Will foreign investment advisers be required to register in Chile?
A new law will regulate independent investment/financial advisory services in Chile for the first time, but there is some confusion as to its scope.
There has been some discussion about the scope of a new law (ie, Law 21,314 on Market Agents) that was enacted recently (published on 13 April 2021), which was originally designed to regulate most, albeit not all, independent financial advisers. The reason for the confusion lies in the use of the terms 'asesores de inversion' in Spanish, which translated into English in literal terms is 'investment adviser'. This has led to speculation that foreign asset managers that are registered abroad (particularly in the United States) as investment advisers would be caught by this new statute.
Speculation has increased as a result of the fact that the new law specifically excludes Chilean registered asset management companies and Chilean registered portfolio managers from its scope. Some have gone on to say that, given that foreign asset managers are not excluded, the new law would also apply to them.
The new law has received much press in relation to investment advice provided on a large scale to the public, such as via social media, causing mass transfers between different types of pension funds, but it also refers to investment advisory services (servicios de asesoría de inversión), which are not specifically related to the Chilean pension fund statute law. Under Article 3, those that provide services or offers of products related to investments in financial instruments of any nature to the public or to specific sectors (sectores) of the public shall be required to register with the Chilean securities regulator (Comisión para el Mercado Financiero or CMF).
Indeed, the terms of the law are broad. So, while the spirit of the law was to require certain independent financial advisers in Chile to register with the CMF and not capture foreign asset management firms, certain precautions should be taken by those that do not register their funds in Chile for public offer.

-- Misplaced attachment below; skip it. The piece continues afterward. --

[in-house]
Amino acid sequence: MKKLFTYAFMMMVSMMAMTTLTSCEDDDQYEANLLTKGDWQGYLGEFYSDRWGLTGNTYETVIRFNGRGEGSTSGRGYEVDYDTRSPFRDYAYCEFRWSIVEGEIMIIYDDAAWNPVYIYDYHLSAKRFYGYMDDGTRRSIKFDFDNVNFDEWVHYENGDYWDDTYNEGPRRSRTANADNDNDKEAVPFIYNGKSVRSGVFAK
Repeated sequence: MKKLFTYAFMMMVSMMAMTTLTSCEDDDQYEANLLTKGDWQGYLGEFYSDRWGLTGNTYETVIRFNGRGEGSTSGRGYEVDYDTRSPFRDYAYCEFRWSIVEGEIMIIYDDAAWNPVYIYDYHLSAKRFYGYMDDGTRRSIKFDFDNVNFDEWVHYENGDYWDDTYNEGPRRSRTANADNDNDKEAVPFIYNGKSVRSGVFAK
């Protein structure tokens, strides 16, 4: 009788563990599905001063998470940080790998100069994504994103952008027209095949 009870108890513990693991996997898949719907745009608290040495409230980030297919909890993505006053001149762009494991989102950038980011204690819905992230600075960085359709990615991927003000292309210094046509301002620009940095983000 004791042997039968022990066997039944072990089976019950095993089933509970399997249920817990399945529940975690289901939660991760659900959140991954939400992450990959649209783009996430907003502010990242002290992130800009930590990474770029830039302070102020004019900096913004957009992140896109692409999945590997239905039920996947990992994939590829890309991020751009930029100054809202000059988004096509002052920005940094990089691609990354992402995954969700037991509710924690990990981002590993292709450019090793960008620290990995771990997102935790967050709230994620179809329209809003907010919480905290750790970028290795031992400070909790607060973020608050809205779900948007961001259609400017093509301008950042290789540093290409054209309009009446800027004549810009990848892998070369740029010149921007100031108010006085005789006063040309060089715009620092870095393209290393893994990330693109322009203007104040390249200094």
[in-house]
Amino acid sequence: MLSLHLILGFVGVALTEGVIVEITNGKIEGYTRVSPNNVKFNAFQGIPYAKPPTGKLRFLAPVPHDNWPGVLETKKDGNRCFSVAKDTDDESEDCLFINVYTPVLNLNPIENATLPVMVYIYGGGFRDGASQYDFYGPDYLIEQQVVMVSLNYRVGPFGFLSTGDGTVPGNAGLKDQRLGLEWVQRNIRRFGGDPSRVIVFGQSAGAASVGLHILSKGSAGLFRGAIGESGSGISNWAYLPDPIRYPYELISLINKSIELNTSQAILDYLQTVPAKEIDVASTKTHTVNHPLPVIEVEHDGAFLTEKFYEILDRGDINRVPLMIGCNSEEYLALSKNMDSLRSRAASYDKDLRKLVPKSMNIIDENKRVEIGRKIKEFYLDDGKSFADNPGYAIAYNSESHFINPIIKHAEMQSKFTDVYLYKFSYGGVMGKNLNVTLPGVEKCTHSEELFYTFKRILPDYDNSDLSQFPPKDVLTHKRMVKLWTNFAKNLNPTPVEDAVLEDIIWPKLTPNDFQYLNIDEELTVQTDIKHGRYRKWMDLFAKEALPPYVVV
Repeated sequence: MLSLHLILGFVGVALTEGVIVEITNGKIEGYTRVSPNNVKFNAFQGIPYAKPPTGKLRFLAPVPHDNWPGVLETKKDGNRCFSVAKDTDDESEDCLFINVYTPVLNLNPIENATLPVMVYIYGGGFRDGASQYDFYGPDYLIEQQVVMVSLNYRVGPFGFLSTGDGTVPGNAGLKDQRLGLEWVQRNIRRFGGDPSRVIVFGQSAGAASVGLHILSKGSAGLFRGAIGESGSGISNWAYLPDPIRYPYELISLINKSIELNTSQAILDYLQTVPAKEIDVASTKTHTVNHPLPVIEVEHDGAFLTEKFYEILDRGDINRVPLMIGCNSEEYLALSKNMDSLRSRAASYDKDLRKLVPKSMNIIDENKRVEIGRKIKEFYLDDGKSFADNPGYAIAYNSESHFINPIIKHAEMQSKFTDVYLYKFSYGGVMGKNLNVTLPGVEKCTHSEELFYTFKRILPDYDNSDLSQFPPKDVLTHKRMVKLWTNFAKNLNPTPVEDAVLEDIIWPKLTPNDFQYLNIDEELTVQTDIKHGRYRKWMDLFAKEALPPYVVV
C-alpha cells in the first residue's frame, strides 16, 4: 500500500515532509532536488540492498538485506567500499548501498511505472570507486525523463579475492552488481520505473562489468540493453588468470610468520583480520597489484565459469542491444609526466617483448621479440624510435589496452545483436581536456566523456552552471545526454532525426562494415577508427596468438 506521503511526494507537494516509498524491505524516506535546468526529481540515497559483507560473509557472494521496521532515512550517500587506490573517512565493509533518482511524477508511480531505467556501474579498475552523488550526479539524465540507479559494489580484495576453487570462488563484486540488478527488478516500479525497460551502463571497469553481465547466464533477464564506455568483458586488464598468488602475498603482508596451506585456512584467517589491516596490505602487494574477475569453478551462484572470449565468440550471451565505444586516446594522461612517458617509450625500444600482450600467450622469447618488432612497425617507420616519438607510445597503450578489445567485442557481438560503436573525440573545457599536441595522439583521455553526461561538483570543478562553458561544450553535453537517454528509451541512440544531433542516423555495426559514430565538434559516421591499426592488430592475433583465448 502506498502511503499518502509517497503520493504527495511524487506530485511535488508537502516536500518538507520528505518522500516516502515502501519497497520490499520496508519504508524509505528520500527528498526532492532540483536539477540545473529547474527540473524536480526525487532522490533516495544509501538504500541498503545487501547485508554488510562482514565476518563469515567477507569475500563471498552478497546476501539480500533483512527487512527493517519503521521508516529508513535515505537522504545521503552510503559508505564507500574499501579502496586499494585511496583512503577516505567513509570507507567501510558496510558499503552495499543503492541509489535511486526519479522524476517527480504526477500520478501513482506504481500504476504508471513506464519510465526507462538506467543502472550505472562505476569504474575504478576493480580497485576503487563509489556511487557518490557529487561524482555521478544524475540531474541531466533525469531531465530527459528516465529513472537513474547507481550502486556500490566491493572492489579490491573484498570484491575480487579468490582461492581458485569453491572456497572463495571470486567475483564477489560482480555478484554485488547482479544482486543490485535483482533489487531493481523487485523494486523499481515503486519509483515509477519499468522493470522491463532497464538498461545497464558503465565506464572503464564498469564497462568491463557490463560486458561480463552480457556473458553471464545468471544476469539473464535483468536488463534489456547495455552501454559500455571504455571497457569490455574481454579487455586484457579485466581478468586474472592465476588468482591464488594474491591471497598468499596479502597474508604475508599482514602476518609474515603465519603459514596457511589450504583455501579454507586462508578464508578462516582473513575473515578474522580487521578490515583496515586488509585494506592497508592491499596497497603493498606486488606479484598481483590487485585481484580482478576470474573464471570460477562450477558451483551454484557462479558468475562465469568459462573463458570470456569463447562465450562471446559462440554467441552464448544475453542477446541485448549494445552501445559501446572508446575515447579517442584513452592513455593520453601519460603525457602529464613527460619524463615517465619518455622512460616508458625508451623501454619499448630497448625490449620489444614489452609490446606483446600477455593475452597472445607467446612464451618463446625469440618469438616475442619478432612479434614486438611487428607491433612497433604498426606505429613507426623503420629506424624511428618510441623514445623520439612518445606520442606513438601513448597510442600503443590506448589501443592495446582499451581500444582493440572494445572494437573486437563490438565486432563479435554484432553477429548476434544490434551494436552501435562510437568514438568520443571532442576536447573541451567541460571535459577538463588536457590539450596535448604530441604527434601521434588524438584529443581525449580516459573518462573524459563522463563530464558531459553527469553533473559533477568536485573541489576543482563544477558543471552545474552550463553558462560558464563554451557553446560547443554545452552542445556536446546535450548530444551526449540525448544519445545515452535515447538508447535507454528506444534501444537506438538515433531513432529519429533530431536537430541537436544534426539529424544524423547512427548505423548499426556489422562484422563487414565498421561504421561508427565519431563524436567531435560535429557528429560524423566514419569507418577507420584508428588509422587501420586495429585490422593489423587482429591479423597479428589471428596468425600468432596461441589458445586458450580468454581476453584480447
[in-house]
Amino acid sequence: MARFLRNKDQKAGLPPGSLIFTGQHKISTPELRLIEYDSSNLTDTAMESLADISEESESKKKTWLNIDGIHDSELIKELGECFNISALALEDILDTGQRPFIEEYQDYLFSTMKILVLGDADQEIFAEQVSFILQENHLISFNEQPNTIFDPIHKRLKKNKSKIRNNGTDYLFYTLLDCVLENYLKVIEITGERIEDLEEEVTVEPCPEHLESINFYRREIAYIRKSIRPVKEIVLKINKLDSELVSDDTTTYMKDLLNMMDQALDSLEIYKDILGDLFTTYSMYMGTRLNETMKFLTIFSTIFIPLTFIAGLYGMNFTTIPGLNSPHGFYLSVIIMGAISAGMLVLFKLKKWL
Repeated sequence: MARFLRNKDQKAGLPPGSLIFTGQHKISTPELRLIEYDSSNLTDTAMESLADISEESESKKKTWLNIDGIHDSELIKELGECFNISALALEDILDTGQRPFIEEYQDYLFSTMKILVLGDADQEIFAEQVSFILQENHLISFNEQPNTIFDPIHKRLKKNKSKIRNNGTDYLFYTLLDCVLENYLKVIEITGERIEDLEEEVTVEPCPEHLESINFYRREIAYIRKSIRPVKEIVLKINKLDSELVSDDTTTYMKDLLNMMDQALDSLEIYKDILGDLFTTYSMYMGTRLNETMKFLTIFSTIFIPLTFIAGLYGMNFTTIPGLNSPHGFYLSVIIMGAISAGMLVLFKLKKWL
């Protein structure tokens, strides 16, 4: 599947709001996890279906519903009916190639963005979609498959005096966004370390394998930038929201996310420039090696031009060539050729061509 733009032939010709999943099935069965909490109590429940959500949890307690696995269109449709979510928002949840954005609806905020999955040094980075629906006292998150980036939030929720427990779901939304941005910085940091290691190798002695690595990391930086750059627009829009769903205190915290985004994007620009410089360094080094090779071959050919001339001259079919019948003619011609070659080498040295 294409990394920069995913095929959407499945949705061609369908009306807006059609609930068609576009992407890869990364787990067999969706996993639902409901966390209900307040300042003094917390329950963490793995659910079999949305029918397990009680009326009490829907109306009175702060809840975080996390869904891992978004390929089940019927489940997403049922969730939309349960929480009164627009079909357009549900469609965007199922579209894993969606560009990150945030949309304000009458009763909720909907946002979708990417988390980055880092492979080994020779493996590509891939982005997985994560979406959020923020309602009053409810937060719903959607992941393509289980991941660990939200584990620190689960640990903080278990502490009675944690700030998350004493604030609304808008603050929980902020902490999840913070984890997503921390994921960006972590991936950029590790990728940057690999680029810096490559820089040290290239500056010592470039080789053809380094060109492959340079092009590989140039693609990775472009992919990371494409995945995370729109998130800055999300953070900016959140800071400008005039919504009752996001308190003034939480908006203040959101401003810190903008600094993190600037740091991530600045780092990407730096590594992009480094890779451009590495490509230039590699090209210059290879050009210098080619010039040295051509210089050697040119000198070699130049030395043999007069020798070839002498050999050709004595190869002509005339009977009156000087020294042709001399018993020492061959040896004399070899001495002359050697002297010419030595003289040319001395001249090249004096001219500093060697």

The answer as to what should be done by such foreign investment advisers lies in part in the phrase 'the public or specific sectors of the public' contained in Article 3.
This language is similar to that used in the Chilean securities market law (Ley de Mercado de Valores) when defining public offers of securities. If we were to apply the same logic that the CMF has been using in its private placement rule (NCG 336) when defining when an offer of a security is not public, we would then consider that investment advisory services being provided to more than 50 non-qualified investors would subject the service provider to registration with the CMF. The same would apply to services being provided to more than 250 qualified investors listed in sections 7 and 8 of CMF NCG 216 (broadly speaking, qualified investors that trade via a Chilean registered broker or whose investment decisions are taken by a qualified investor, but which are neither institutional investors, do not have a discretionary account agreement with another qualified investor, nor have investments in public offer instruments over UF 10,000 – approximately US$ 380,000). The CMF will at some point have to issue guidance to clarify these points to determine the scope of the new law.
Under the new law, the CMF will have the power to set rules in relation to solvency, risk management, skill/integrity and conduct. The new law does not provide any guidance in this respect, so the CMF has been given a great deal of discretion to regulate these matters. The CMF will have until 13 April 2022 to issue the rules.
In the interim, foreign investment advisers that offer their funds in Chile under the private placement rules – NCG 336 – should not be concerned with having to register with the CMF. Nor should foreign investment advisers have to do so if their funds are registered in the foreign securities register (registro de valores extranjeros) kept by the CMF.